A new Boston Tea Party is brewing
For the past couple of years, a different kind of Tea Party is taking place centuries later thanks to Wayne Carbone, Harvard University’s Landscape Services manager and his staff.
It’s an “underground” tea party involving Harvard Yard’s grass roots benefiting from the cultivation of beneficial microbes, fungi and bacteria nurtured by a special concoction of tea-brewed compost.
The Harvard University’s Landscape Services green crew show their “crimson” in front of their fleet.
PHOTOS COURTESY OF WAYNE CARBONE.
Harvard Yard, one of America’s most hallowed public lawns in the center of Harvard University, is a 25-acre expansion of turf, towering elms and some of the oldest academic brick buildings in the U.S., dating back to the 1700s. It averages about 8,000 visitors per day, taking quite a pounding.
According to Todd Heft, author of The Big Blog of Gardening, “The soil there used to be so compacted that a spade wouldn’t reach more than 3 inches into the earth on the first dig, and the trees planted there were suffering from leaf spot and some were dying. Now, after applying organic methods, a spade passes through the soil like a knife through butter.”
The roots of the grass growing in Harvard Yard are now a good 6 to 8 inches long, and the deep, lush green color has returned. The old days of using commercial synthetic herbicides, fertilizers and pesticides are gone.
“Compost tea is all the rage,” says Kevin O’Connor, host of the popular Boston-based PBS series “This Old House,” who interviewed Carbone about Harvard’s organic program on a recent segment. Carbone gave away Harvard’s home-brewed compost tea recipe on the show: The compost is placed in a 400 micron mesh giant tea bag and dropped into a 250-gallon brewing vat where air, ground-up seaweed, fish emulsion and molasses are added to coax beneficial bacterial activity. It’s then churned on average for 18 to 24 hours. When the final brew is ready, it’s extracted into sprayers, loaded on trucks and administered to the lawn.
Carbone’s goal is to expand Harvard’s organic program from its current 25 acres to 80 acres within the next growing season. He is right on track to do just that, despite the challenge presented by the Landscape Service’s limited domain over Harvard’s landscape.
“We are a decentralized division, with every school in the university system maintaining its own jurisdiction over its landscape,” explains Carbone. “The 80 acres we manage throughout the university system represents just 65 percent of the university’s land area.”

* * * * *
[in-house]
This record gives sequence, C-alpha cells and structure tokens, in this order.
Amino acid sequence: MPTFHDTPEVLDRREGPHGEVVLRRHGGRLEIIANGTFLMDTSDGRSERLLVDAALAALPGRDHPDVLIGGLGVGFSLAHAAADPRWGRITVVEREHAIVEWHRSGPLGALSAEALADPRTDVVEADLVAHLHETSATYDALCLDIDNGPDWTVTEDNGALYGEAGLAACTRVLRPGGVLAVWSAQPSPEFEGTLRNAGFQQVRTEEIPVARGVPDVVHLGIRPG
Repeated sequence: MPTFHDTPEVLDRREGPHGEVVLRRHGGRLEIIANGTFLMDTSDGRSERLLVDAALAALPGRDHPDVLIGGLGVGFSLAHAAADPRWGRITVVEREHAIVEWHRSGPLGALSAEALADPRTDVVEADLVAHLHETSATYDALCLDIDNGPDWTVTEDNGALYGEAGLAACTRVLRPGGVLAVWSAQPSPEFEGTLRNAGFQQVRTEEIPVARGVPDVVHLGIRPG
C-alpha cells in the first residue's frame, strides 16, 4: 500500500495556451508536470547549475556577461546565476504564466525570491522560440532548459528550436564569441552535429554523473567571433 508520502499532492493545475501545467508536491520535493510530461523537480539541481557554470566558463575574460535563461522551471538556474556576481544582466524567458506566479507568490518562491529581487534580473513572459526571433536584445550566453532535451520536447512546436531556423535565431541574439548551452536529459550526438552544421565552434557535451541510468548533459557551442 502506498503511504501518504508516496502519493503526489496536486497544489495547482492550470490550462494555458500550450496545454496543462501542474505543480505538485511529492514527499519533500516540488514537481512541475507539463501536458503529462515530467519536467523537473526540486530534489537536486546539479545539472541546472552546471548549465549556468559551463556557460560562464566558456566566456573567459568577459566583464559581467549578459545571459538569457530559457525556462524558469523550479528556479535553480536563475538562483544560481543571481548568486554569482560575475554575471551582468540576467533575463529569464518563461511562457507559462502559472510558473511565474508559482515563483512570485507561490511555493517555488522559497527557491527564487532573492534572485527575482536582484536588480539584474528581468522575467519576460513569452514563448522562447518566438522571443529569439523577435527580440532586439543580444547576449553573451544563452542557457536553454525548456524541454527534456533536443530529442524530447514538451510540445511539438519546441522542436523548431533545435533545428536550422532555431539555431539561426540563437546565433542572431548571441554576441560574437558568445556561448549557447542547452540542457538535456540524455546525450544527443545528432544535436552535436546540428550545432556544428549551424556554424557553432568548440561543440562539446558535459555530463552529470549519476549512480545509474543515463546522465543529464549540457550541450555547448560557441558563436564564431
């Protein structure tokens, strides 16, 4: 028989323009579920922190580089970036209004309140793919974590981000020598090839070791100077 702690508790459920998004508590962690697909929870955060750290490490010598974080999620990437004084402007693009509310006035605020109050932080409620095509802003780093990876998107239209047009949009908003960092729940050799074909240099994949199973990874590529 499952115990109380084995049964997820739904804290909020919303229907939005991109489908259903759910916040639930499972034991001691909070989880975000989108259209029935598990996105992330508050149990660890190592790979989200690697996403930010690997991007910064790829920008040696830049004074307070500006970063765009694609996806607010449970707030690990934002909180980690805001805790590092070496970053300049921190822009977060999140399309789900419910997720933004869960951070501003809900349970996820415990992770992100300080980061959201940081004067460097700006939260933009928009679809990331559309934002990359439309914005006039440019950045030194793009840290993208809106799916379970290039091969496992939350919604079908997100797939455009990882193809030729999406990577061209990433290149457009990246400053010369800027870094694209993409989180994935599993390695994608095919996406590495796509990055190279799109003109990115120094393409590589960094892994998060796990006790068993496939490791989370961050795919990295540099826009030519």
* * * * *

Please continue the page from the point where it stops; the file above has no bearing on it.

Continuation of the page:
A Harvard University’s Landscape Services operator installs an area storm drain at the Blackstone Building (LEED E.B. Platinum Certified).
With 21 years of experience in Harvard’s Landscape Services under his belt, Carbone has experienced firsthand the university’s commitment to maintain a full sustainable landscape. And, he’s proud to say that he oversees more than 20 full-time horticulturalists and property maintenance workers that are committed to making it happen.
Besides administering the organic program, Carbone’s department is also busy with the comprehensive maintenance of campus landscape and hardscape, including historic elm preservation, conventional turf and tree care, snow removal, trash hauling and emergency response. It operates with a full complement of maintenance vehicles and landscaping equipment from bucket trucks to loaders to mulching mowers. The only outsourcing conducted lately was crane work for mature tree removal from the recent spate of storms.
Harvard’s organic program has been integrated into the existing landscape. “The university has been proactively planting trees, shrubs and grasses sustainable for the landscapes in all new construction projects,” says Carbone. “Harvard is not relandscaping the entire plant population. We’re still maintaining the traditional expansive lawns and tree canopies that we are known for.”
Particularly over the past 10 years, Harvard has been moving in the direction of sustainable landscaping, easing into this new method of organics slowly. “We didn’t have to jump into it head over heels,” says Carbone. “We took small steps. There wasn’t any resistance to the organic program. It was just a change of mindset for us all.”